Throughout the 238 years of Supreme Court history, the United States is finally seeing the first Black female judge out of 116 previous justices. According to Robinson, while this achievement is monumental, it took a long time and a lot of effort for this achievement to happen.
“I think Judge Jackson’s nomination and appointment to the Supreme Court has a great deal to do with the fact that there has been sustained effort to increase diversity in the legal profession,” Robinson said. “And so there had to be this really long term sustained effort to reverse that trend, so I think it’s good that this has happened, but it also has highlighted the fact that there’s so much more that needs to be done.”
Robinson explained that attorneys have to decide early on in their career whether they plan to aim for the Supreme Court, attend the proper schools and land the best clerkships. She hopes that Justice Jackson’s appointment will increase visibility for Black attorneys and get them further along in the field.
“I’m hoping that because of Judge Jackson, more of those role models and gate openers are going to look towards women of color and they’re going to look towards lawyers of color when they look to give those opportunities,” Robinson said.
For the law students, seeing representation and diversity on the Supreme Court through Justice Jackson’s confirmation was an important moment.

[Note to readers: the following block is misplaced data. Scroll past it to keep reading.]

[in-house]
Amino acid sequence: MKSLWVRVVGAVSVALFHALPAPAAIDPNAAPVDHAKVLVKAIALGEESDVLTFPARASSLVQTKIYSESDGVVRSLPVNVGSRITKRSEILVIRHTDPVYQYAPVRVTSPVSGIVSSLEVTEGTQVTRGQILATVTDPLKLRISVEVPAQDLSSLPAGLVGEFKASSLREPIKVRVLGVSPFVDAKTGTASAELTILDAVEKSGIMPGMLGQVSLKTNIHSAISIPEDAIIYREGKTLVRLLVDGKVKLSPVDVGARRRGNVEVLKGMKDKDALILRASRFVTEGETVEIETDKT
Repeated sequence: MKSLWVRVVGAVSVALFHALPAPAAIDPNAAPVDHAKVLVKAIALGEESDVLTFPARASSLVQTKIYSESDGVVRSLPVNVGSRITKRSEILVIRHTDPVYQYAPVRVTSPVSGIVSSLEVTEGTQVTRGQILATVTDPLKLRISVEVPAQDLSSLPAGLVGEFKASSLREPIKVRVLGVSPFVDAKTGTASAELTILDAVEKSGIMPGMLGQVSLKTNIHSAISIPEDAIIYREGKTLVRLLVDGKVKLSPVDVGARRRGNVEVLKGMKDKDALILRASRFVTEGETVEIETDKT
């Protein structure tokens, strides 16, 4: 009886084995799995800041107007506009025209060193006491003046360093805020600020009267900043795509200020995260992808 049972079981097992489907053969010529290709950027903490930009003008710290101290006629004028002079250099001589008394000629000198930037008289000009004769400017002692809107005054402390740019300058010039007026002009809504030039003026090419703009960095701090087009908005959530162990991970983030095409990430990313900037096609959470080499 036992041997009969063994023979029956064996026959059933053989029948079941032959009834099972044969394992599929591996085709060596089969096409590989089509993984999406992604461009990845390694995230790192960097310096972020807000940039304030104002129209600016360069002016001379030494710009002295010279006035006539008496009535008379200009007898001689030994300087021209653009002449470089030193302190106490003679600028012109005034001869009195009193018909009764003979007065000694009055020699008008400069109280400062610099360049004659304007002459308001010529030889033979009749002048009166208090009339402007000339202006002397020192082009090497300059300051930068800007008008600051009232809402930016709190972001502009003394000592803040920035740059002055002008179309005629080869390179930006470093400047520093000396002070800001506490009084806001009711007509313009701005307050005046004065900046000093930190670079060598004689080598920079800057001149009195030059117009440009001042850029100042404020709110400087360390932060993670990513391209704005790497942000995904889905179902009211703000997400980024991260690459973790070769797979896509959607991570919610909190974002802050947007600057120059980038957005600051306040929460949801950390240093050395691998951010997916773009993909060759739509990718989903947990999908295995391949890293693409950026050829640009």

“Seeing Justice Ketanji Brown Jackson on the Supreme Court just showcases representation. Seeing someone like you in this role makes it more realistic that that goal is attainable,” Chambers said. “During her confirmation hearing she did indicate that her parents made the pathway clear for her, and she has made the pathway clear for individuals like myself. Although there may be some struggles I will face, it won’t be as hard or as challenging because she is the first.”
The students’ say the timing of this achievement so close to Justice Jackson’s confirmation makes it even more special.
“It is great, especially during a time where we do have our first Supreme Court justice who is a black woman,” Chambers said. “That just showcases black women and leadership roles, and that we are multifaceted, we’re very intelligent. And there’s just so much excellence that encompasses, so I think that it just is a great moment to be stepping into such a role, especially during the time of Justice Ketanji Brown Jackson.”
Brown says that this milestone is also inspiring more local courts to push for diversity, and that “good things are changing.”
“It kind of gives recognition, like this is reachable,” Brown said. “You can reach this milestone, she’s helping break that glass ceiling, and we always just need to see that.”
“The sky’s the limit – I don’t even know if sky’s the limit, you know we’re breaking barriers one at a time and there’s just so much more for us to do,” Chambers said. “This doesn’t end, there’s still more to do to diversify the legal profession.”
The students appreciate the ability to be a part of this movement and hope that they can be a source of inspiration for others as well.
“I’m so happy that I am serving on the Northeast Black Law Association, because I know I’m paving the way and making it clear for someone else,” Chambers said. “And that is something that I find is invaluable, and I’m so appreciative for that opportunity.”